There are only a few days left to see the remarkable expo at the Charlotte Street Arts Centre’s Penny Gallery titled “Tahkomiq/ Ma’kemigew” [“Lands,” in both Maliseet and Mi’kmaq languages]. It is curated by local artist Judie Acquin-Miksovsky from St. Mary’s First Nation. At a time when First Nations communities in New Brunswick are taking a clear stand to protect their land against hydraulic fracturing (fracking), as they have been doing in Elsipogtog, Acquin-Miksovsky reminds us with her title that we are on unceded native territory. This land is where the supplies for native artwork are to be found.
Acquin-Miksovsky’s approach to the expo and to her art is one that is grounded in Wabanaki spiritual traditions and customs. The common point of inspiration for all the artists is Mother Earth whose importance is fundamental to their creations. This is an idea Acquin-Miksovsky lives daily; she is a familiar face in activist circles in Fredericton for her strong positions on the inherently intertwined native and environmental issues.
This is a group expo, featuring some well-known and some lesser-known artists and artisans from New Brunswick’s Maliseet and Mi’Kmaq communities. Acquin-Miksovsky says it was difficult to convince some of her co-exhibitors to participate since they don’t always consider themselves artists. However, she is very pleased to have brought them all together, including younger artists such as Starla Dawn Hornez. Other artists participating are Terry Young, Kathy Gates, Charles Gaffney and Ron Tremblay, a Maliseet elder who was arrested in Elsipogtog last June for protesting fracking.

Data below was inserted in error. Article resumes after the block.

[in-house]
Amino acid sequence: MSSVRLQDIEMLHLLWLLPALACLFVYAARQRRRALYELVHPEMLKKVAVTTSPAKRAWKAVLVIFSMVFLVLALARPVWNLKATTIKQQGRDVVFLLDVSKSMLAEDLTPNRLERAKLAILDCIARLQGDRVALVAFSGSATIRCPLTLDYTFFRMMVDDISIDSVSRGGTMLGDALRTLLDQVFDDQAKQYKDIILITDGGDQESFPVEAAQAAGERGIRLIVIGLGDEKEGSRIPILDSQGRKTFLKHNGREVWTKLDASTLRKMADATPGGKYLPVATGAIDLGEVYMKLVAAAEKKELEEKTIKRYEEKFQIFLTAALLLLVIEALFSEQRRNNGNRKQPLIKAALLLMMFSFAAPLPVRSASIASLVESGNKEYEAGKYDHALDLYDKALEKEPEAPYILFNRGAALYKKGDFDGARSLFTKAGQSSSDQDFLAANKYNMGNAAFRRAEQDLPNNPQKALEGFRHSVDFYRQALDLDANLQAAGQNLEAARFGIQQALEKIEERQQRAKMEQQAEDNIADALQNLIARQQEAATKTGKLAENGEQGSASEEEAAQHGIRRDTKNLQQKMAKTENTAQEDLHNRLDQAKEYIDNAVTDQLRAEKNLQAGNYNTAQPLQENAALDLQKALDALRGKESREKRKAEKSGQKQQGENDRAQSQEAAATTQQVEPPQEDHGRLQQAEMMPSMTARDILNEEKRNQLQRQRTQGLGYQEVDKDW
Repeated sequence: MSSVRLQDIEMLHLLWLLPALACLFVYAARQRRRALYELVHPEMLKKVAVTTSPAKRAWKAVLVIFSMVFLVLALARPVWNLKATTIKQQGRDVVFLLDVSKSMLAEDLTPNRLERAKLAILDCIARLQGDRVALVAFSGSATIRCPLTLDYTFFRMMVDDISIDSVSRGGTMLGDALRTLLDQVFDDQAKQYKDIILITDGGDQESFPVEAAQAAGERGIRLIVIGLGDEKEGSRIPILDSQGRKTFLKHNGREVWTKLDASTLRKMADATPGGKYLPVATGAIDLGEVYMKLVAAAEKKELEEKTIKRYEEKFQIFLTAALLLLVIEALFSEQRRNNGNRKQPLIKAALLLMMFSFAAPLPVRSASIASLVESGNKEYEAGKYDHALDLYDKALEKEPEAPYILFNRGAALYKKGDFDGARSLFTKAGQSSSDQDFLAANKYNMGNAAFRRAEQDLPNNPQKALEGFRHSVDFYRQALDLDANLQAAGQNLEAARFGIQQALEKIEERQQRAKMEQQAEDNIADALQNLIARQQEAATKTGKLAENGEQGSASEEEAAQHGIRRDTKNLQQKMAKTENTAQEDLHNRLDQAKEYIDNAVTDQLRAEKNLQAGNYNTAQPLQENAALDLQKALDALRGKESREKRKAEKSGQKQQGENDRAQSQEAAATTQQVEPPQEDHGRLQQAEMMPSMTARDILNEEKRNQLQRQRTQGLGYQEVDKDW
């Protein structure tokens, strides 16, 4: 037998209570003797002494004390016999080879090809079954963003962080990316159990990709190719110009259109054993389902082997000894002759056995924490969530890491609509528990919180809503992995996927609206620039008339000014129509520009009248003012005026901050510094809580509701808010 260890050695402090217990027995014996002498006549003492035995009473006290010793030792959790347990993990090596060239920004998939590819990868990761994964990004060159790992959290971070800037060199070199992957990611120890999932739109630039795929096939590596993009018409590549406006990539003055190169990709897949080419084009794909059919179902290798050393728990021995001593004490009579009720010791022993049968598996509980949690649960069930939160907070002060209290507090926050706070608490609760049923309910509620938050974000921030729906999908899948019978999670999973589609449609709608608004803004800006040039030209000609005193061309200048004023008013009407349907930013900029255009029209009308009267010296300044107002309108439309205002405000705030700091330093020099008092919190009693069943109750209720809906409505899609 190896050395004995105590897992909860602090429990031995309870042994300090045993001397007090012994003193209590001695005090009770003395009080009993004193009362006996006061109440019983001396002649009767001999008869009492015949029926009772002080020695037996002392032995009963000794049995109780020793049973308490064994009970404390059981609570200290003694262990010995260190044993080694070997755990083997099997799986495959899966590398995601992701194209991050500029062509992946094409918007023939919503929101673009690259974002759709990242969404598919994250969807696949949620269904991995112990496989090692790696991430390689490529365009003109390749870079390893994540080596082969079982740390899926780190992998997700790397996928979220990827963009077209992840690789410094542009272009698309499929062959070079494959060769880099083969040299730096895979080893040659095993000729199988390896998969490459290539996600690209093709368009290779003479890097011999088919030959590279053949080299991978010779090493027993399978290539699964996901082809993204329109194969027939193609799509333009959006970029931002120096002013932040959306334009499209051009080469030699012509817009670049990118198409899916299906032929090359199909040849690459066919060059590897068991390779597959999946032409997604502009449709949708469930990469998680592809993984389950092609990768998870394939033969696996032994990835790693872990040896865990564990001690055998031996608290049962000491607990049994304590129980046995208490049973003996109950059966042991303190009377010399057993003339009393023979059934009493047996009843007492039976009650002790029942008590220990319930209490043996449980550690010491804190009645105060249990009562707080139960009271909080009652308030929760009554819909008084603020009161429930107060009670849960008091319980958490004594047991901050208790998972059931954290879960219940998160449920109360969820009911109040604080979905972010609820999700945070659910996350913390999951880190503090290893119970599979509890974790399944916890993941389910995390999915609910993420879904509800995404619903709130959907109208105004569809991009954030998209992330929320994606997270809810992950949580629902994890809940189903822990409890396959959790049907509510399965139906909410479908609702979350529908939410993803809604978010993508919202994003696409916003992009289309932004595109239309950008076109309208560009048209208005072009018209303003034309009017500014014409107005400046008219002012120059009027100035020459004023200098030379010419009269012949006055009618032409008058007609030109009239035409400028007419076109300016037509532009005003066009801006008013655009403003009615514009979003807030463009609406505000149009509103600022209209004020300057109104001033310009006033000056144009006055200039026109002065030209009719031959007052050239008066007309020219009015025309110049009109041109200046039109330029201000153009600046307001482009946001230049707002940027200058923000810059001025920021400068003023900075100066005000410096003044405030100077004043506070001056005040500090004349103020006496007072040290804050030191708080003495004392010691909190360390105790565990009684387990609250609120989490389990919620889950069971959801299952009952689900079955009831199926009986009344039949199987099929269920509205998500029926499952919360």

Acquin-Miksovsky has chosen some beautiful pieces from fellow artists and artisans, as well as a few of her own. All of the pieces presented –whether traditional or contemporary- are made using traditional materials such as leather, ash bark, beading, sweetgrass, natural dyes, and feathers.
Fredericton-based artist Tara Francis’s butterfly made of porcupine quills on a leather patch is exquisitely detailed and is only one of many treasures to be seen.
Acquin-Miksovsky is herself a trained basket-weaver who studied at the New Brunswick College of Craft and Design’s in its Aboriginal Visual Arts Program. This program is “unique in Canada because of its emphasis on the traditional learning of our region.” Students are taught by artists from the region in the traditional art forms of their people.
Tahkomiq/ Ma’kemigew is available until Sept. 30, 2013 in the Penny Gallery, at the Charlotte Street Arts Centre, 732 Charlotte Street, Fredericton. The expo is free.
Sophie M. Lavoie writes on arts and culture for the NB Media Co-op.